In a chemistry research lab, there is an obvious bulk entity that exists no matter the discipline: chemicals. In the case of a synthetic lab, these chemicals are the tools which chemists use to make new molecules, for the purposes of advancing fundamental ideas, and making functional and applicable materials. All of this sounds exciting and great, but typical syntheses usually have a drawback that is a common problem that violates many aspects of the 12 Principles of Green Chemistry: waste. This is mainly due to most chemistry being performed in a solution, where the solvent acts as a medium for a reaction between two or more substances. This provides a somewhat controlled environment. However, there are other methods of performing (some) reactions that follow green principles. For example, some reactions can be performed solvent-free with comparable, if not better, product yields to using a solution. Aspirin, a well-known painkiller, is a great example of this concept. Table 1 shows results from the solid-state synthesis of aspirin using microwave radiation;(1) note the first column of yields corresponds to solution conditions and recrystallization, while the far right column corresponds to solvent-free conditions. While you take a hit on energy waste with a microwave, you eliminate the need to dispose of hazards solvents.
Solvent-free synthesis is common in my research, which focuses on synthetic inorganic chemistry; or in other words, I make molecules that contain metals. I am not writing this to discuss my research, but rather to provide my thoughts on how my personal research starts off green, and then due to the current goals of the project, must be made the exact opposite. This is rather upsetting. The shorthand balanced equation for the solid-state synthesis of the starting material of my research, which I will call I6 for short, is the following:
6 Re(s) + 8 Se(s) + 4 CsI(s) + I2(s) à Cs4[Re6Se8I6](s) (I6)
There are three green principles that are reinforced in this reaction; 1) waste prevention – this reaction is a solid state reaction, a so-called “shake-and-bake”, therefore, no solvents are used and no waste is formed; 2) atom economy – ALL of the reactant atoms end up in the product molecule (100% atom economy); 3) less hazardous synthesis – performed in a quartz tube under vacuum, thus there is not necessarily a hazard present (though one of the materials inside the tube is hazardous). With the pros of this reaction comes one con: the reaction requires a temperature of 850 °C in a furnace for one full week. That’s a large amount of energy used for maybe 20 grams of starting material (see Power Consumption in the Lab article).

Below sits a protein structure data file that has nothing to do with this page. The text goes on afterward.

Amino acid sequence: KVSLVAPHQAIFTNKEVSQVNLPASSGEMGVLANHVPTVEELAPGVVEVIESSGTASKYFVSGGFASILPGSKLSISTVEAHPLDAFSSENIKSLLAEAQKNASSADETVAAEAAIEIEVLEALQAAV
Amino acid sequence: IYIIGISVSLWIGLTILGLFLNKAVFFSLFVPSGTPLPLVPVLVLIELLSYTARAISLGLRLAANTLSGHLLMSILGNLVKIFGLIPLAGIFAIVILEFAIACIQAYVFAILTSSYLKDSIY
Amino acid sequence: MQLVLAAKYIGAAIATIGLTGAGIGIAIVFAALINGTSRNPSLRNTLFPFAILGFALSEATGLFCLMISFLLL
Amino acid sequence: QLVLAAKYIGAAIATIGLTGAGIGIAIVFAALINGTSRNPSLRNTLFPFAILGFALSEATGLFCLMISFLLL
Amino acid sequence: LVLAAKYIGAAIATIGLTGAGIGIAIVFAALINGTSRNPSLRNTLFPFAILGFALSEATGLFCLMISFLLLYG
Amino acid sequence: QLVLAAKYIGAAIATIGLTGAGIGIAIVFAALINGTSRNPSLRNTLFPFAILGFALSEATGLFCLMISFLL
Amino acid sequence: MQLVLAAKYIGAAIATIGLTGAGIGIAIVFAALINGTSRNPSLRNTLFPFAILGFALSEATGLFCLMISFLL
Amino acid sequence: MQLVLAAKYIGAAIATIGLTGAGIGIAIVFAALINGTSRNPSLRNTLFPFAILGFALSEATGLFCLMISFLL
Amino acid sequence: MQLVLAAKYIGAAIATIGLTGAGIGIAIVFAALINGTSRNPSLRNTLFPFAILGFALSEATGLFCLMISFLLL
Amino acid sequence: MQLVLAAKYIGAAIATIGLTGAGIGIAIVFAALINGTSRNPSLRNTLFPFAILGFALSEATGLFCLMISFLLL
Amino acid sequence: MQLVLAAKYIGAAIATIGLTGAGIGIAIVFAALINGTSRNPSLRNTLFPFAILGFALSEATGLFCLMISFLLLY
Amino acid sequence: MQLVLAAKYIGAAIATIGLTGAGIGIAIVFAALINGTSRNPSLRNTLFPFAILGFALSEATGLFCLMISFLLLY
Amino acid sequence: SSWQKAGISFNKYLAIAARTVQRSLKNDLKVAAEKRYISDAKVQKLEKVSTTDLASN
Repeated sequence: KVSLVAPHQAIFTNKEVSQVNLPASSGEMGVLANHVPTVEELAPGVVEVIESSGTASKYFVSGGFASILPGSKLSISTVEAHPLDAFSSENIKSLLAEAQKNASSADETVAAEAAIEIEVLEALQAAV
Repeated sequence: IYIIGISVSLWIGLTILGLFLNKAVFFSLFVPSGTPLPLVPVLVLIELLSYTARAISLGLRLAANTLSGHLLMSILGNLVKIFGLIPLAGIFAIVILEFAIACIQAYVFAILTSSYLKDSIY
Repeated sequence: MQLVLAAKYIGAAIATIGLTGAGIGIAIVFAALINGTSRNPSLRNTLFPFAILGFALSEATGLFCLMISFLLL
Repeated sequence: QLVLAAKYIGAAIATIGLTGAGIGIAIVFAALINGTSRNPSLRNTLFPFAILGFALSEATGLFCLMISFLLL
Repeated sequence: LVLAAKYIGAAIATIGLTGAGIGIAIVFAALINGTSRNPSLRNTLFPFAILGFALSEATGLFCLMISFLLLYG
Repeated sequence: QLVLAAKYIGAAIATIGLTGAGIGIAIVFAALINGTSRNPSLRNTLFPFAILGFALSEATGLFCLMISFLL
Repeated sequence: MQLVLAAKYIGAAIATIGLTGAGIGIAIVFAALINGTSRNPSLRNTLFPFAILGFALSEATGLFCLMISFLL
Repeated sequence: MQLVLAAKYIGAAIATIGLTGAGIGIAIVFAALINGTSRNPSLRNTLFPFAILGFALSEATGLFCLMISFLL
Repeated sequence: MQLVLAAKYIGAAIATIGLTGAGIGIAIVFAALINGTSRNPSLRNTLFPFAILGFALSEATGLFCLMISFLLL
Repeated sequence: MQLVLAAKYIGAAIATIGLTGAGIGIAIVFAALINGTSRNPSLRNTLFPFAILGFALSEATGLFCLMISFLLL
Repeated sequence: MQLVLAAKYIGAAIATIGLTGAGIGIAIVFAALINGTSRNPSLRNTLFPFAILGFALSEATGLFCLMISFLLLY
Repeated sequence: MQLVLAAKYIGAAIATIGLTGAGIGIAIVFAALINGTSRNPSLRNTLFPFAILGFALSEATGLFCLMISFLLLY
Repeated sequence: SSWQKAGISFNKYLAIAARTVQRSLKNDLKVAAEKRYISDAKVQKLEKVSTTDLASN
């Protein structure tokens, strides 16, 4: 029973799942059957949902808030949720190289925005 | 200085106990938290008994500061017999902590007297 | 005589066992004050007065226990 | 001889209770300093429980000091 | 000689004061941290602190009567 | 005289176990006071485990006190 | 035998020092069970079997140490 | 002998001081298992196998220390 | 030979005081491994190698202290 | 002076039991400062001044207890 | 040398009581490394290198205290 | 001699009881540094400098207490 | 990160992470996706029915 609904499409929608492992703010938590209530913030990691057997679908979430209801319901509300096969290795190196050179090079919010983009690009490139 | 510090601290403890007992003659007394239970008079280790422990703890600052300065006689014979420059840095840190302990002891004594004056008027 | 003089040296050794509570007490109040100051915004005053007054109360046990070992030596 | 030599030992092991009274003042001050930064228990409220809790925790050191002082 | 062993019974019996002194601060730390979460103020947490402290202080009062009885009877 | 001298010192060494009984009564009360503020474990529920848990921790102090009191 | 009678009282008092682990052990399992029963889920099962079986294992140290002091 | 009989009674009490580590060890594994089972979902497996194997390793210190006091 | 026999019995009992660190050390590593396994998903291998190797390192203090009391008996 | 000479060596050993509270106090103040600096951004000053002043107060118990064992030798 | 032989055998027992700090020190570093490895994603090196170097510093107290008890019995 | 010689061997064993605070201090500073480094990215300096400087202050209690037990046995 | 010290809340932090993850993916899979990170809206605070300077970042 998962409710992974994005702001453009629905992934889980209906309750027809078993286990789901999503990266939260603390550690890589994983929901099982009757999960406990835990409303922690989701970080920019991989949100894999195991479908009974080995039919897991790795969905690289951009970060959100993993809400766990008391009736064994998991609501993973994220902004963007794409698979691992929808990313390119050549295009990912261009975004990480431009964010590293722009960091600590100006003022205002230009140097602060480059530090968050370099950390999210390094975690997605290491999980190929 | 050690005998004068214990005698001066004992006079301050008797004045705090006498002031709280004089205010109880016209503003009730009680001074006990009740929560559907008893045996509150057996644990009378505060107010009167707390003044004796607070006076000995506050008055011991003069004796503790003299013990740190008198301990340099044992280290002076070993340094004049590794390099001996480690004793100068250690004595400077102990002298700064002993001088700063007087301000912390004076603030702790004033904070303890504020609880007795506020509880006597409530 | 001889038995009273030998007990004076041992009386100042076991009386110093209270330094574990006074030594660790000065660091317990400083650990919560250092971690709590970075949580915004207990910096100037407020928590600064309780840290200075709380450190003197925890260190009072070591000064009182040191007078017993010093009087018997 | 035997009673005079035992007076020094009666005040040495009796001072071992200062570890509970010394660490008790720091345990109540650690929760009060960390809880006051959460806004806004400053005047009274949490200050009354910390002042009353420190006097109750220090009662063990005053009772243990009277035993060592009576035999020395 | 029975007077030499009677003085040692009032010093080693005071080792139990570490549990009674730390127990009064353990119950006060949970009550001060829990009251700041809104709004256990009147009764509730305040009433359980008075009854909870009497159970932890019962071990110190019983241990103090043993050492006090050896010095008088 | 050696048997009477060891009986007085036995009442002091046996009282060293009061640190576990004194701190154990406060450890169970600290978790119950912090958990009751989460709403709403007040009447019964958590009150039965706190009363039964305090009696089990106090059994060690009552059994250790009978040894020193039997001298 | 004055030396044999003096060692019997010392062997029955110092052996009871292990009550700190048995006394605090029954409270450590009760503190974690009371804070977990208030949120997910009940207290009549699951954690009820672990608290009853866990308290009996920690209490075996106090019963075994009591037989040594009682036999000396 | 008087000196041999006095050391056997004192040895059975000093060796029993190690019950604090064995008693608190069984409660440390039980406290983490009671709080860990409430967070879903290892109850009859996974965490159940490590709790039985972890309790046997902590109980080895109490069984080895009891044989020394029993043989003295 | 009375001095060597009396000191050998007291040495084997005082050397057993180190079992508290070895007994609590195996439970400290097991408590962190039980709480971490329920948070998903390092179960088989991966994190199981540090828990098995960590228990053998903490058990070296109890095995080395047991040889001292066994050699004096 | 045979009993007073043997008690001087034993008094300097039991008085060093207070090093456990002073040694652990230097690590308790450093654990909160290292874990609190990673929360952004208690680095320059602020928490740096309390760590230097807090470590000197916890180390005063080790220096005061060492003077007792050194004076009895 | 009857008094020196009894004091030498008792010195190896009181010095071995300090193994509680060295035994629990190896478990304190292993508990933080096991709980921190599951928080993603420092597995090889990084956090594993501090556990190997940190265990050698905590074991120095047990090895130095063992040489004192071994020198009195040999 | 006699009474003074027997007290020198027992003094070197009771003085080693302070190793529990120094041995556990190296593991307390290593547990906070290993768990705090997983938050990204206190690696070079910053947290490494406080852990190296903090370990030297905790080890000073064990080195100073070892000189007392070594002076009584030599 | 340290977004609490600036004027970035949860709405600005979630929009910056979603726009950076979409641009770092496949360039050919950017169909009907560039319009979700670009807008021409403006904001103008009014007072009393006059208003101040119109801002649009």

The I6 above is readily soluble in water and a bonus in terms of being environmentally friendly. However, this is where the road ends and my green frustrations begin. The goals of the project require I6 to be soluble in organic solvents in order for synthetic manipulations to be made. After this synthetic manipulation, the major solvent used in all of my chemistry is dichloromethane (DCM), a halogenated solvent that is terrible for the environment, is toxic, and is a very undesirable solvent with regards to being green. In fact, the main organic solvents used in all of my work are DCM), acetonitrile, dimethylformamide (DMF), chlorobenzene, and nitromethane. None of these are desirable solvents and three are undesired (see Solvents in the Environment article). What a complete switch from the benign synthesis at the beginning!
Many of these I6-like compounds are purified via column chromatography – a separations method – and I can personally use close to 4 L of DCM on one column in a single week (not to mention a decent amount of acetonitrile as well). This is the point where I literally get depressed about my work and want to do/change SOMETHING to ease the pain of this wasteful expenditure. However, all methods seem inefficient and time-consuming, something PhD advisors and thus their graduate students usually avoid. I have tried to use desirable and/or acceptable solvents with my compounds, but they either react with the solvent under some required condition or it is insoluble. These complexes are almost exclusively soluble in DCM, even requiring deuterated DCM for Nuclear Magnetic Resonance (NMR) measurements. For reference, 100 g of deuterated chloroform is ~$12 (a very common and somewhat inexpensive solvent for these measurements) and the same amount for deuturated DCM is $415. This is a double whammy that hits both the wallet and the environment negatively.
One purpose for the materials I am attempting to synthesize is the creation of an efficient, reusable catalyst for organic reactions. Due to the solubility of my compound, catalysis can be performed in a polar solvent. Once the reaction is complete, a miscible, nonpolar solvent can be added in which the organic product is soluble. My compound, however, would precipitate separate for reuse, thereby providing a clean (and greener) reaction.
My short-term goal for this large problem is to extrapolate ideas on possible synthetic manipulations that can be performed in the aqueous phase using the initial starting material. Until this goal is realized I will continue to ask myself these two questions: 1) what can I do to make a difference in my research and my lab? and 2) do the ends justify the means with regards to my personal research? Being a member of GREEN and utilizing its resources and knowledge will help me figure out the means to solve research problems such as these.
1 Montes, I. J. Chem. Educ. 2006, 83, 628